CIOs have similar needs. They need to shift their mindset from a technical one to a managerial one. Just a few chapters from this book can help CIOs see the broad picture of how all of their organizations processes fit together, and how they can be aligned to efficiently execute the ever-adjusting strategy that the executives continuously formulate with operations.
Biography and Contact Information
Gary Cokins, CPIM
(email@example.com; phone 919 531 2012)
Gary Cokins is a global product marketing manager involved with performance management solutions with SAS, a leading provider of performance management and business analytics software headquartered in Cary, North Carolina. Gary is an internationally recognized expert, speaker, and author in advanced cost management and performance improvement systems. Gary received a BS degree with honors in Industrial Engineering/Operations Research from Cornell University in 1971. He received his MBA from Northwestern University’s Kellogg School of Management in 1974.
Gary began his career as a strategic planner FMC’s Link-Belt Division and then served as Financial Controller and Operations Manager. In 1981 Gary began his management consulting career first with Deloitte Consulting. Next with KPMG Peat Marwick, Gary was trained on ABC by Harvard Business School Professors Robert S. Kaplan and Robin Cooper. More recently, Gary headed the National Cost Management Consulting Services for Electronic Data Systems (EDS)/ A.T. Kearney.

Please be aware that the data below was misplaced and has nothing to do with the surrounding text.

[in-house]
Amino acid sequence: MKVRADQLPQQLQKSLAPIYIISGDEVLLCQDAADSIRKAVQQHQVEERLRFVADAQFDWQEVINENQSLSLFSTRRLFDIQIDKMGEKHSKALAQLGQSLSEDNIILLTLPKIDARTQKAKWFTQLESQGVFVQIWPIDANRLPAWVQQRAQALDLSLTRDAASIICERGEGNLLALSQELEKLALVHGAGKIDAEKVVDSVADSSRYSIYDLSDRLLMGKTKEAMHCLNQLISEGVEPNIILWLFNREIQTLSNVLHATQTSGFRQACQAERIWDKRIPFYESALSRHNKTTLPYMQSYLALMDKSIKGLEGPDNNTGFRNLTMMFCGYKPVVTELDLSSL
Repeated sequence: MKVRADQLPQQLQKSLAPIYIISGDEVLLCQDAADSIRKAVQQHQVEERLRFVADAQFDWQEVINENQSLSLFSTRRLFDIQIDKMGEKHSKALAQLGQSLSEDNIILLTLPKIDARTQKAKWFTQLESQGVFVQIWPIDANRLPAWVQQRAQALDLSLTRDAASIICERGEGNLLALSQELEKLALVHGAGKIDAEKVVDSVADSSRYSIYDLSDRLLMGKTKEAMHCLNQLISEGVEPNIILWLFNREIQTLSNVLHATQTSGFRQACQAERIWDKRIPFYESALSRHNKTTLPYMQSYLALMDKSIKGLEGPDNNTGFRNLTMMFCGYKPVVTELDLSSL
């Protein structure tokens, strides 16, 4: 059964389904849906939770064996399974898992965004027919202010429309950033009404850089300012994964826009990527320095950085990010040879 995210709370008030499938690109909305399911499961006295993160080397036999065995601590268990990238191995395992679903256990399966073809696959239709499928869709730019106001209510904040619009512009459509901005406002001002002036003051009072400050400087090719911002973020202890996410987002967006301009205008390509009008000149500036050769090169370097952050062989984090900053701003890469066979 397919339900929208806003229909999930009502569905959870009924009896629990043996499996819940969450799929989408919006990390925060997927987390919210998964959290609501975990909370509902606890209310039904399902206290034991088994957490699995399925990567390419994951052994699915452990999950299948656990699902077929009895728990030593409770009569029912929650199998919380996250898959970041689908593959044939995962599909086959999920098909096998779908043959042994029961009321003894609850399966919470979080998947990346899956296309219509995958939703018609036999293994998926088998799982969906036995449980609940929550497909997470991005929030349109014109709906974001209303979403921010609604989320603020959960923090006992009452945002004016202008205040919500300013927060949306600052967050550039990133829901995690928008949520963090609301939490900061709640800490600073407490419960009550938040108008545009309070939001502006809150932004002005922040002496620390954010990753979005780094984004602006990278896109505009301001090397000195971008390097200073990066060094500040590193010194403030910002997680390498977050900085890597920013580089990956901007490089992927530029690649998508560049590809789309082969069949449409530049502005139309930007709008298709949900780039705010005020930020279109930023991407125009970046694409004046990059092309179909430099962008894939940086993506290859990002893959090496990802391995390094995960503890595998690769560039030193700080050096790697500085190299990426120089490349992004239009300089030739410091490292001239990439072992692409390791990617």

Gary was the lead author of the acclaimed An ABC Manager’s Primer (ISBN 0-86641-220-4) sponsored by the Institute of Management Accountants (IMA). Gary’s second book, Activity Based Cost Management: Making it Work (ISBN 0-7863-0740-4), was judged by the Harvard Business School Press as “read this book first.” A reviewer for Gary’s third book, Activity Based Cost Management: An Executive’s Guide (ISBN 0-471-44328-X) said, Gary has the gift to take the concept that many view as complex and reduce it to its simplest terms.” This book was ranked number one in sales volume of 151 similar books on BarnesandNoble.com. Gary has also written Activity Based Cost Management in Government (ISBN 1-056726-110-8). His latest books are Performance Management: Finding the Missing Pieces to Close the Intelligence Gap (ISBN 0-471-57690-5) and Performance Management: Integrating Strategy Execution, Methodologies, Risk, and Analytics (ISBN 978-0-470-44998-1).
Mr. Cokins participates and serves on committees including: CAM-I, the Supply Chain Council, the International Federation of Accountants (IFAC), and the Institute of Management Accountants. Mr. Cokins is a member of Journal of Cost Management Editorial Advisory Board. Cokins can be reached at firstname.lastname@example.org . His blog is at http//:blogs.sas.com/cokins
and his latest book can also be previewed at http://www.sas.com/apps/pubscat/bookdetails.jsp?catid=1&pc=62401